AMD Trinity APU, Lightning Bolt and More
Though they weren't the last stop on our whirl-wind tour, the folks at AMD were also showcasing some interesting new technologies in their suite upstairs in the North Hall of the Las Vegas Convention Center. We'll cap off our CES wrap-up with AMD's Trinity Fusion APU and other highlights, including Android Ice Cream Sandwich running on an AMD Zacate low power X86 processor.
We’re still fighting our way through the insanity that is the annual Consumer Electronics Show in Vegas, but wanted to take a break to share some more juicy news with you all. We just got out of a meeting with the folks at AMD in which they showed us some current and future APU offerings, new I/O technology, and provided a bit of info regarding upcoming Radeon HD 7000M series graphics processors.
First up we have a video showing an upcoming Trinity APU in action. We don’t want to give away the “ah ha” moment in the video, but what’s interesting—along with the actual demo—is that AMD already has Trinity up and running, and running well as you’ll see. Particulars like clock speeds and the GPU configuration weren’t disclosed, but we can tell you that the Trinity APU in the notebook used during the demo was a 17w variant, and as AMD has already disclosed, the Trinity APU sports quad Piledriver cores, an update to Bulldozer that should offer better performance though not only architectural enhancements but frequency increases as well.
In a backroom session in which we weren’t able to snap any photos, AMD also showed us some interesting I/O technology, currently codenamed “Lightning Bolt” (not to be confused with Intel’s Thunderbolt). With Lightning Bolt, AMD aims to offer the ultimate docking station of sorts for AMD-based mobile devices. Using a $40-ish hub, users will be able to connect a single DisplayPort 1.2 cable to a mobile PC to not only charge the system, but to connect it to up to four external displays and multiple external USB 3.0 devices.
In another backdoor session, we also got a chance to see a number of Radeon HD 7000M series GPUs up and running. As has already been disclosed, the first wave of Radeon HD 7000M GPUs will be 40nm parts based on the AMD’s VLIW5 architecture, like the existing Radeon HD 6000M series parts. But we also saw a couple of new, 28nm mobile GPUs (running in both standalone and CrossFire configurations) based on the Pitcairn asic that feature AMD’s Graphics Core Next, which debuted in the Radeon HD 7970.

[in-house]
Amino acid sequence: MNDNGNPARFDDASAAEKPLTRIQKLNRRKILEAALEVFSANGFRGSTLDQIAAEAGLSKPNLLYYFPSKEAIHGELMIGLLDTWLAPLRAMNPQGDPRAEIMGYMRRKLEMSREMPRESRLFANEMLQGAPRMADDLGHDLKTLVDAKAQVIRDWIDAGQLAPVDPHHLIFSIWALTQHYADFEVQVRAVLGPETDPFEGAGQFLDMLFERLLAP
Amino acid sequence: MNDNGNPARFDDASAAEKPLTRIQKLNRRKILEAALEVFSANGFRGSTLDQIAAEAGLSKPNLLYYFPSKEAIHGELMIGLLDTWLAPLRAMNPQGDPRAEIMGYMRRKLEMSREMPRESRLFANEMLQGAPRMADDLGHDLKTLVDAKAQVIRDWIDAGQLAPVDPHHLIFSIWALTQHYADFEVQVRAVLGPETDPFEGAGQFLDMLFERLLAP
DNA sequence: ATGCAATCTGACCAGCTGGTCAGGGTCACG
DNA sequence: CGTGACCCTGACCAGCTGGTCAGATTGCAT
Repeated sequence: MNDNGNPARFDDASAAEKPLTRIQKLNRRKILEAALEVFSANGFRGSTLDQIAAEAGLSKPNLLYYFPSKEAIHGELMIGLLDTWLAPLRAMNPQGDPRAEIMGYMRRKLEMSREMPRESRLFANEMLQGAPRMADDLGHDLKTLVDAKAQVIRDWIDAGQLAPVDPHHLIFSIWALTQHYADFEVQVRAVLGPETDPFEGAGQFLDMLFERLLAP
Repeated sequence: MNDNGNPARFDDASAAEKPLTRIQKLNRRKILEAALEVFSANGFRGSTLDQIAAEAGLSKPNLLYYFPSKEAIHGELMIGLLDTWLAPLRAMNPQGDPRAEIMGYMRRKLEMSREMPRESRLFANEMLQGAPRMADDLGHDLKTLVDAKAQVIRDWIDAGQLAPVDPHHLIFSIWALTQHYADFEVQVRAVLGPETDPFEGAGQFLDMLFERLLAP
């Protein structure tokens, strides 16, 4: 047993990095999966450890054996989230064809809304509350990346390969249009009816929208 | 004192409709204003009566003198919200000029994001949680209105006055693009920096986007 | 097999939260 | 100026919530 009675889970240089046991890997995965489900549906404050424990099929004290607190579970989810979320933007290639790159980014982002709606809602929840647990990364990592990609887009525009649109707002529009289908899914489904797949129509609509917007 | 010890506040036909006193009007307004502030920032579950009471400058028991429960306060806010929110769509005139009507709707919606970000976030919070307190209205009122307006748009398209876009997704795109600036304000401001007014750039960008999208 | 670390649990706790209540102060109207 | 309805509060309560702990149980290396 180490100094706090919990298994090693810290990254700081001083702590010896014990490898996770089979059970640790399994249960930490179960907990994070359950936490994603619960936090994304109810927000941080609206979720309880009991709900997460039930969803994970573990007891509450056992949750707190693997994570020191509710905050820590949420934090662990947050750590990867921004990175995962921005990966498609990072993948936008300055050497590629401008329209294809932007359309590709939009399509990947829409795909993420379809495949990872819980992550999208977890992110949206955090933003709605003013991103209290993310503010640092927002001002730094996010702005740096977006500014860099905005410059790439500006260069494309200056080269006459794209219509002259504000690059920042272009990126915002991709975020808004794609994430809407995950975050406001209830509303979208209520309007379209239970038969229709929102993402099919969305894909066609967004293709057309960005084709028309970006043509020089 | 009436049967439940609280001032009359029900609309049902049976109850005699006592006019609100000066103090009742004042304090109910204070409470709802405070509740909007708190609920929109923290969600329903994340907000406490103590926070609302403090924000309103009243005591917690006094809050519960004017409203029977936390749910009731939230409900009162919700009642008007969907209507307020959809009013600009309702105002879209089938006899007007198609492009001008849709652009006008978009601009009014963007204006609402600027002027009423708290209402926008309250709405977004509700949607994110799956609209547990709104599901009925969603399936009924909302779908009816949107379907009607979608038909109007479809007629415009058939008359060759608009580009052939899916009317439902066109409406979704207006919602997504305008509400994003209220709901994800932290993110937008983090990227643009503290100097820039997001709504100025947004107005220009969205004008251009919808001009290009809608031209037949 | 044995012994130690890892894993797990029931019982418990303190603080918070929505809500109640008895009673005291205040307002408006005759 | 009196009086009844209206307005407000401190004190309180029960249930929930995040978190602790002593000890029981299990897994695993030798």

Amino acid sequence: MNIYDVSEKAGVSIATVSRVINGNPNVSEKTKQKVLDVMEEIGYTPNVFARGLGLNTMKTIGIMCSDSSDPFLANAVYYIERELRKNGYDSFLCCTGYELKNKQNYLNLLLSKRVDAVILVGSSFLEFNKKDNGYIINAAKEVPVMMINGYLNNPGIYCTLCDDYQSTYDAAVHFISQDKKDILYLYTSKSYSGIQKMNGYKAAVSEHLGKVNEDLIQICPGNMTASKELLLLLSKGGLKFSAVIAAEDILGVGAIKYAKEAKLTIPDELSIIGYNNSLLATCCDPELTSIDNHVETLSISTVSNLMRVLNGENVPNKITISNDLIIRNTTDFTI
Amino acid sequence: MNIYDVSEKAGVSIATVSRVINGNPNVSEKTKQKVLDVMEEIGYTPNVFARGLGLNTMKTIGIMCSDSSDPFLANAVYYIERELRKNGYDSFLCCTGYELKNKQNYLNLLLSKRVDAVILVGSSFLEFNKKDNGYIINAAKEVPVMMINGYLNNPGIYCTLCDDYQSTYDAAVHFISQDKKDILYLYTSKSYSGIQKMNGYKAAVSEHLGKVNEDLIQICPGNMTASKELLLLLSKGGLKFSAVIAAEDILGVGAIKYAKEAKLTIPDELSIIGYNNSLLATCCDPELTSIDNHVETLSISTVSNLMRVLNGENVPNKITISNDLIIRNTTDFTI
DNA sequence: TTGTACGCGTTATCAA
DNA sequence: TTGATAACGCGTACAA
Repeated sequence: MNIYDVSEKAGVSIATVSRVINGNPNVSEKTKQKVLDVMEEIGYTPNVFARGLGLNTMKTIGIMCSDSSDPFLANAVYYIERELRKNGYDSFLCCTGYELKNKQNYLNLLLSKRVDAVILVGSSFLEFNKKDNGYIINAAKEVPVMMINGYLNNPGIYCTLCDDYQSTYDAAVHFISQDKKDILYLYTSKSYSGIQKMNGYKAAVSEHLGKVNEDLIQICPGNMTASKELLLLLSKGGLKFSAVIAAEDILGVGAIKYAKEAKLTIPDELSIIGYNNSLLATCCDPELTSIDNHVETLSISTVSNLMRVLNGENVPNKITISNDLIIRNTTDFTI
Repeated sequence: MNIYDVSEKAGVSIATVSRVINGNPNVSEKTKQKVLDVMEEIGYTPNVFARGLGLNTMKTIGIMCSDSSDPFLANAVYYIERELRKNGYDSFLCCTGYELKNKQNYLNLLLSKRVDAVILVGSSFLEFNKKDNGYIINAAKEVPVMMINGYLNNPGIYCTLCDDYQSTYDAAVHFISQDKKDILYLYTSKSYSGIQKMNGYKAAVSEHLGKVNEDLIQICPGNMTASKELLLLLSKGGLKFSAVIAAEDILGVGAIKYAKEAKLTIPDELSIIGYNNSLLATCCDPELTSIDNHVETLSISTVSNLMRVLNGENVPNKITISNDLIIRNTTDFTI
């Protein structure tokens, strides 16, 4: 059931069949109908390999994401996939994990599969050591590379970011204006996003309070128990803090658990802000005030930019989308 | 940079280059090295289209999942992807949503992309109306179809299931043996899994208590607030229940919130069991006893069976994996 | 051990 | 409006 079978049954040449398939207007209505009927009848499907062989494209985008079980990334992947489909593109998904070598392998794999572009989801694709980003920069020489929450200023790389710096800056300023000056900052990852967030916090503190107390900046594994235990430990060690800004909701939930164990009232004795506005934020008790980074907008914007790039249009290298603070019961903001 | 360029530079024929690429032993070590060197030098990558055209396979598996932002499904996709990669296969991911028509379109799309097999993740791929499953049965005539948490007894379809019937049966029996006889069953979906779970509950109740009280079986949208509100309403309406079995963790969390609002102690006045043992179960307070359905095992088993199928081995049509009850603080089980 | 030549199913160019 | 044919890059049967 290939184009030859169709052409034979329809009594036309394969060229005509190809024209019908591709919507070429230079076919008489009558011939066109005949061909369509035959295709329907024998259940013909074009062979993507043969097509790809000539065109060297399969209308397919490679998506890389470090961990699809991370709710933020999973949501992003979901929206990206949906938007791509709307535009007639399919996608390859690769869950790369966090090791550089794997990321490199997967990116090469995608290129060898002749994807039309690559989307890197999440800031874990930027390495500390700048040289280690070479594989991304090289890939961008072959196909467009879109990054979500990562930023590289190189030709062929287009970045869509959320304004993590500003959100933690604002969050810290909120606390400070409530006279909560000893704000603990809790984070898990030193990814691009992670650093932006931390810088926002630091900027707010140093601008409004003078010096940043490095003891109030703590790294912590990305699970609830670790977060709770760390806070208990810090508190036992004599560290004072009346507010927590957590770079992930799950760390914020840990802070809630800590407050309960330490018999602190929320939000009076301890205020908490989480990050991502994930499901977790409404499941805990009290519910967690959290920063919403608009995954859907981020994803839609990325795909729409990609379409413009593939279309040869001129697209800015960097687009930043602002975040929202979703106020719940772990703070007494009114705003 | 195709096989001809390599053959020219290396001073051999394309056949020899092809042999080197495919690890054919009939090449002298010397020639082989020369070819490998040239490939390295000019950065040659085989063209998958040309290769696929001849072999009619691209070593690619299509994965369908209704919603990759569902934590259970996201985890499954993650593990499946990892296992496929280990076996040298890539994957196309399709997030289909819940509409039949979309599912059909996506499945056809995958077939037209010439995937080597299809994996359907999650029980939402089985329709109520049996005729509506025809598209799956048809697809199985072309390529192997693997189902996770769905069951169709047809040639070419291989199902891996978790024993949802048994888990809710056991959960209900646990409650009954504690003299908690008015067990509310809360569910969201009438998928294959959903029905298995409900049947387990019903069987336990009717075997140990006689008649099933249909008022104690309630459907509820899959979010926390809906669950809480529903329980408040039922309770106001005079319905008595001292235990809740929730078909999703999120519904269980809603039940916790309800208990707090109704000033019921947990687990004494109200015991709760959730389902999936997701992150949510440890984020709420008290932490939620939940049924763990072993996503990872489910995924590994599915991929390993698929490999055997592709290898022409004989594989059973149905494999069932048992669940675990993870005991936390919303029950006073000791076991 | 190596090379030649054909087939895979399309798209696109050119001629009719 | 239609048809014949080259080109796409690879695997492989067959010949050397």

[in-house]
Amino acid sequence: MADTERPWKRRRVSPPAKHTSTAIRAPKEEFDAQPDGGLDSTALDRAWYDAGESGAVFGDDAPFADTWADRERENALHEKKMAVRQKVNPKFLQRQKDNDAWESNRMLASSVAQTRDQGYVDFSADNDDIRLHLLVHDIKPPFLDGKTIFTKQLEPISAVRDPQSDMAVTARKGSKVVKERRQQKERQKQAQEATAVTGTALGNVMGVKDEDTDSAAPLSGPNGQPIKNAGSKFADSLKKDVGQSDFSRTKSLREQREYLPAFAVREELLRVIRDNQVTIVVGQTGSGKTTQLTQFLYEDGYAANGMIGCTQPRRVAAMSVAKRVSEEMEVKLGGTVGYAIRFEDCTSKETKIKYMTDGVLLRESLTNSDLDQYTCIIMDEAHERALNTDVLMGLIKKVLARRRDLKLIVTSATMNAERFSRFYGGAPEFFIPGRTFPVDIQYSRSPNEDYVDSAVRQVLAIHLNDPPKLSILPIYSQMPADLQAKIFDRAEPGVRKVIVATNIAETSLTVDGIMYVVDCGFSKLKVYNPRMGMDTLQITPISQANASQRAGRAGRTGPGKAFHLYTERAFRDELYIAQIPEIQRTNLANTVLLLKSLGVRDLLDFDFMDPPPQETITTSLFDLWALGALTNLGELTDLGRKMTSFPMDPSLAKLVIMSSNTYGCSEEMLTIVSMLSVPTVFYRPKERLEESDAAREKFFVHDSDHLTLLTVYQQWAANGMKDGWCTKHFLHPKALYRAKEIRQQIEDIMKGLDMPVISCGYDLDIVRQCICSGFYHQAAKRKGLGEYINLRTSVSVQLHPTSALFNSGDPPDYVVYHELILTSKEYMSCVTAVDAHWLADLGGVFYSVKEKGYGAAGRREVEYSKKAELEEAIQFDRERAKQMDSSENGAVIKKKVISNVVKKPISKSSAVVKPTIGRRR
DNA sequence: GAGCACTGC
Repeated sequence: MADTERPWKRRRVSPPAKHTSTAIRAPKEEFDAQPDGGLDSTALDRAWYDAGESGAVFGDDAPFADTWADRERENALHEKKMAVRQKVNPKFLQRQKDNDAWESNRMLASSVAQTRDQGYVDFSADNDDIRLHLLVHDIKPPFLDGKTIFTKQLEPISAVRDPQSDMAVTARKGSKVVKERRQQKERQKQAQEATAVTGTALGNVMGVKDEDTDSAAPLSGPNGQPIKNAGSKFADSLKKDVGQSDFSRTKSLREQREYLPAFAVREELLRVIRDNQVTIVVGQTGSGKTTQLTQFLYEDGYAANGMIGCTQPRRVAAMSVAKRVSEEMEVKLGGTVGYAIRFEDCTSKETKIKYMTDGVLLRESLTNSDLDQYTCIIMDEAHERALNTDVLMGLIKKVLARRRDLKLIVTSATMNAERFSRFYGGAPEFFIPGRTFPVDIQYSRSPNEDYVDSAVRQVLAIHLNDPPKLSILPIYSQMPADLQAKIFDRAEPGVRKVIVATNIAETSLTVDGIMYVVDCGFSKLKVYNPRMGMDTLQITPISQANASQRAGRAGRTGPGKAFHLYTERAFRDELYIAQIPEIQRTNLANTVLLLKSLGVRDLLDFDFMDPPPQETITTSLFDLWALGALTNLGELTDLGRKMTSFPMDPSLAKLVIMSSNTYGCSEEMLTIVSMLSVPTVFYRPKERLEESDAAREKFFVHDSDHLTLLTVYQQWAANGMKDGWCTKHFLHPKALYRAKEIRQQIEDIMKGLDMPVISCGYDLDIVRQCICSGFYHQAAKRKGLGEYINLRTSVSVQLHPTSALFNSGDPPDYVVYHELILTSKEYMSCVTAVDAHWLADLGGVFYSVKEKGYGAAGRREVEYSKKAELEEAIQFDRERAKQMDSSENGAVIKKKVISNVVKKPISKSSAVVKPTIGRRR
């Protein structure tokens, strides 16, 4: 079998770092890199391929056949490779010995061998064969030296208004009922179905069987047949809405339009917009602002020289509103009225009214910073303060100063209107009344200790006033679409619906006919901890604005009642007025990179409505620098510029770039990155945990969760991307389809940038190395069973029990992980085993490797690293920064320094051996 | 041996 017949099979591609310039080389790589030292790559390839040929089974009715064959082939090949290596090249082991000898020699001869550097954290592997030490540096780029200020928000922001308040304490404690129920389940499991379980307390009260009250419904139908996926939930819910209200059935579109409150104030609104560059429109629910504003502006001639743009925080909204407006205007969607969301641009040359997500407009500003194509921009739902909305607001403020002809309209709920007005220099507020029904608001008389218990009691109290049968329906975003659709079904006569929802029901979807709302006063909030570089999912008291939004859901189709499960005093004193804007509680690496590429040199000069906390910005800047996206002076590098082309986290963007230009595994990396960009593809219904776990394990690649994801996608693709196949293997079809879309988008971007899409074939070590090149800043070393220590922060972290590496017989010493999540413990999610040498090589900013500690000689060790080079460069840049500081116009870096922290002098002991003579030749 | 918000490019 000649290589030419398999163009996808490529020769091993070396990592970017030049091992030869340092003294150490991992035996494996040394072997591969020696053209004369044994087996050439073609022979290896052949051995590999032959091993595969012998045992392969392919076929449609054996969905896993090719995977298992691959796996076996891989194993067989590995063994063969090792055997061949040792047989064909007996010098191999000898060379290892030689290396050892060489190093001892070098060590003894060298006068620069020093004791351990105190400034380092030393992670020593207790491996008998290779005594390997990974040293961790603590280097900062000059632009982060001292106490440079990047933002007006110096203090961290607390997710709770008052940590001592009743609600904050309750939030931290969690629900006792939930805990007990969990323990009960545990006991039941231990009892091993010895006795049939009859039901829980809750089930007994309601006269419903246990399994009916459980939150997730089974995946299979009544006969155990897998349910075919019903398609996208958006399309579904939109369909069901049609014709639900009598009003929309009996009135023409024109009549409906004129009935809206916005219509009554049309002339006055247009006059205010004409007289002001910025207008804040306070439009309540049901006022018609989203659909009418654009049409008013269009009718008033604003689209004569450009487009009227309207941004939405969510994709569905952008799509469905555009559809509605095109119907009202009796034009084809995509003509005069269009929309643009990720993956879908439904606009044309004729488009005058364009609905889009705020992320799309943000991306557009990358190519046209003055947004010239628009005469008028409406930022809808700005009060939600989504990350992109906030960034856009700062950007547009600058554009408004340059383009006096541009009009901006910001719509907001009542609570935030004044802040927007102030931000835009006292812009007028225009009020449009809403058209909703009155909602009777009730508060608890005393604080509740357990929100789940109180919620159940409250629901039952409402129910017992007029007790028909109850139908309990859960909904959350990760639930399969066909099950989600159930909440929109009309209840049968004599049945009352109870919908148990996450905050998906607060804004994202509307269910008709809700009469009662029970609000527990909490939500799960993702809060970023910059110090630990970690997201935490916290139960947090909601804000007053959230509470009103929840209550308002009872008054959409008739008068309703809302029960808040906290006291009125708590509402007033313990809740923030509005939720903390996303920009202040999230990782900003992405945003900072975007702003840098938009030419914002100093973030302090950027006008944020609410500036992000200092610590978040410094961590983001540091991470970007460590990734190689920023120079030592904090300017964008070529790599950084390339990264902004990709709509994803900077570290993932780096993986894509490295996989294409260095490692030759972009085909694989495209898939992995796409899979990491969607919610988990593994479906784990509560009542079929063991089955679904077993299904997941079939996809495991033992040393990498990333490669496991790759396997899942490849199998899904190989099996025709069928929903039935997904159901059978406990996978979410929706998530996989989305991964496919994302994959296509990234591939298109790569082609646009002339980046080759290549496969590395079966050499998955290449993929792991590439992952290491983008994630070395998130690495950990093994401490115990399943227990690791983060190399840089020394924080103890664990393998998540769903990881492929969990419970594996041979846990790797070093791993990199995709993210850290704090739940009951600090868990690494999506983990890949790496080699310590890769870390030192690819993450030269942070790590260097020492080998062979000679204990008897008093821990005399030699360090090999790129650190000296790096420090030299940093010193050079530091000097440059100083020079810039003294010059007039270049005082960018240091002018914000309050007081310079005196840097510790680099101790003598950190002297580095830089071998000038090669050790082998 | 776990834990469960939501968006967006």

AMD also had a number of other devices on hand running various Oses and apps. They showed an alpha version of a Metro-style AMD Vision Control Center, running on a Windows 8 tablet streaming video to an HDTV. AMD also had a beta version of the Blue-Stacks Android App player running on a Windows 8-based PC. If you’re unfamiliar with BlueStacks, it gives users the ability to run Android apps on a Windows PC in a virtualized Android environment, and with the Windows 8 beta version, users can simply add shortcuts to the Metro interface to directly launch the apps.
Another very cool demo in the AMD booth featured an MSI-built, AMD-based tablet PC running Android 4, Ice Cream Sandwich. The 10-inch MSI WindPad used in the demo was outfitted with an AMD Z-Series Z-01 (1.0GHz) CPU, 4GB of DDR3 Memory, and Radeon HD 6250-series graphics. As you’ll see in the video, ICS ran well on the tablet and was smooth and responsive. Although still an early alpha that wasn’t fully functional, hardware acceleration was working, as is evidenced by the silky smooth graphics and scrolling.